[Haskell-cafe] Monad Description For Imperative Programmer

Alexis Hazell dry.green.tea at gmail.com
Wed Aug 1 21:20:30 EDT 2007

On Thursday 02 August 2007 08:17, Claus Reinke wrote:
> a Monad is a type constructor with two operations, implementing
> a standard interface and following a few simple rules.

. . . . and this is one of the best definitions i've seen yet. Thanks Claus!

i think we need to be looking at "What is a Monad?" issue from the point of 
view of putting together a Dictionary of Haskell. There's no room for long 
explanations - just a concise sentence or two that gets to the heart of what 
a Haskell Monad is.

Personally, my feeling is that people are scared by Monads, not because of the 
name, but because whenever they ask about what a Monad essentially /is/, they 
get a plethora of less-than-concise explanations that often don't include the 
sort of straightforward starting definition than Claus has presented here. No 
wonder Monads seem scary when even experienced Haskell programmers put 
forward such a variety of attempts to describe what a Monad actually is! (In 
some ways, i'm reminded of discussions about what continuations are - many 
definitions are vague and involve hand-waving; only a few seem to provide a 
straightforward technical definition that doesn't skirt around the guts of 
the matter.)

That's why i've banged on about presenting my own attempt at a concise 
definition - not because i think my definition is that great at all, but 
because it at least represents a starting point to work towards developing a 
concise definition that we can quote and /then/ elaborate on in the way that 
we think is most likely to convey how Monads work to the querent in question. 
And again, i really like Claus' elaboration:

> the Monad type class tells you the interface (what operations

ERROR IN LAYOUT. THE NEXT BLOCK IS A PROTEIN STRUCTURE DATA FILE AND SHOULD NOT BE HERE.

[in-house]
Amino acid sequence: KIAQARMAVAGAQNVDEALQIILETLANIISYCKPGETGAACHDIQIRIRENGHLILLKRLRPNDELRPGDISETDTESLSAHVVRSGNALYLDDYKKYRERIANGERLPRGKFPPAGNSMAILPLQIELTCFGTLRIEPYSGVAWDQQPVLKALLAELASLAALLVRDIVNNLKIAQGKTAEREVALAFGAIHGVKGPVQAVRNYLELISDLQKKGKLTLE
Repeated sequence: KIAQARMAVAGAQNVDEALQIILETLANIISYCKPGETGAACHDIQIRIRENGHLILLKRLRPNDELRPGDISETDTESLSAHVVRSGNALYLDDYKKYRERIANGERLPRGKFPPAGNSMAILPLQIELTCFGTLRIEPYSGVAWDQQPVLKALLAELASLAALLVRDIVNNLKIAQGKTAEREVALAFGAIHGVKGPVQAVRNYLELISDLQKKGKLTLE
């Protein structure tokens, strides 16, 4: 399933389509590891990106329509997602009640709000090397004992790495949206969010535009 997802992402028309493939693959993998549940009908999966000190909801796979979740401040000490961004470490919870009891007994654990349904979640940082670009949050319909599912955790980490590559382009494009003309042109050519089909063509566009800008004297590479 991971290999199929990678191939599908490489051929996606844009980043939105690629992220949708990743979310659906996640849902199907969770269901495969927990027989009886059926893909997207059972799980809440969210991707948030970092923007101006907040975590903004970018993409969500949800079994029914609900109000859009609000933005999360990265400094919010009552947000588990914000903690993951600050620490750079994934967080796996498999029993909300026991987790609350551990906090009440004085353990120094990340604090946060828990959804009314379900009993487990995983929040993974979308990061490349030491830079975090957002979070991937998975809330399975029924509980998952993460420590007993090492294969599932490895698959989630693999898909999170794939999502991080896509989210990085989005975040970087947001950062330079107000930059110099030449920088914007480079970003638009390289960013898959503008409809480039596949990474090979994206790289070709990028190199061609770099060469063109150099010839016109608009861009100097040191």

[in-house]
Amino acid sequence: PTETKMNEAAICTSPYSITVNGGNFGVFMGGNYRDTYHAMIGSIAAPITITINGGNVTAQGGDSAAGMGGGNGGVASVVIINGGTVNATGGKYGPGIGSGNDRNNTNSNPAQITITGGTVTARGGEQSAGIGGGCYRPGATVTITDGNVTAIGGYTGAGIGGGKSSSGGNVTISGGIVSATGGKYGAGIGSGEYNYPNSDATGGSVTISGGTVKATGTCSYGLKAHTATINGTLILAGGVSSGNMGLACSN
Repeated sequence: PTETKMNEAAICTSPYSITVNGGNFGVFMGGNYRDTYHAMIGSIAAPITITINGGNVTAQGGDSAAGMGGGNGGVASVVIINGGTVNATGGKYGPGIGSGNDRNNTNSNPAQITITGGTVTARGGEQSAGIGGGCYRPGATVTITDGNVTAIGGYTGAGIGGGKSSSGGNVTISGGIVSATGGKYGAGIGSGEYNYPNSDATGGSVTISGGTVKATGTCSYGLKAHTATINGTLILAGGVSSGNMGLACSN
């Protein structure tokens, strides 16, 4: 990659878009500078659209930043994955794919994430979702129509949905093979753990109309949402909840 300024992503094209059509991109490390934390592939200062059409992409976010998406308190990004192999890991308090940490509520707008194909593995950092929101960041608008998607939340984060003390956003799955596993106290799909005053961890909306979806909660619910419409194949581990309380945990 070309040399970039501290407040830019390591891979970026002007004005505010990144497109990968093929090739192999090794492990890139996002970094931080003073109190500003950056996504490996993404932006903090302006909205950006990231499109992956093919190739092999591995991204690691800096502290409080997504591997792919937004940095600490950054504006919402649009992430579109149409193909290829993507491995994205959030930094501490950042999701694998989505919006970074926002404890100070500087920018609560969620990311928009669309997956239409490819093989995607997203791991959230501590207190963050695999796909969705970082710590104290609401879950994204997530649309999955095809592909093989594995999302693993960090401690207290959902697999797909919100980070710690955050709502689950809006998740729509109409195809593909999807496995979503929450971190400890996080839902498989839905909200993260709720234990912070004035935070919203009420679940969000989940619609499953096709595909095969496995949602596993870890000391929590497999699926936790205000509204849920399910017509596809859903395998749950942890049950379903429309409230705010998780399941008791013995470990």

> you've got, and their types), the Monad laws tell you what all
> types implementing that interface should have in common.
> the monadic interface gives you two operations, one to throw
> things into a monad thing (return), and one to chain two monad
> things together (>>=). the chaining explicitly caters for information
> flowing from the first to the second parameter of (>>=).
> the monad laws tell you two useful facts about monad things
> thrown together in that way: whatever it is the monad does,
> anything just thrown into it will take no part in that action,
> and whichever way you use that chaining operation, the
> structure of chaining is irrelevant, only the ordering of chained
> monad things matters.
> there are usually other ways to create 'primitive' monadic things,
> which can be combined into complex monadic structures using
> the operations from the Monad interface.
> there is usually a way to interpret monadic structures built in
> this way (a 'run' operation of some kind).

Category theorists can define monads concisely using the language of their 
discipline - surely we can settle on a definition of Haskell Monads that 
would make sense to any programmer who has mastered basic programming 
concepts? i would suggest that Claus' definition, above, would be a great 
place to start. :-)


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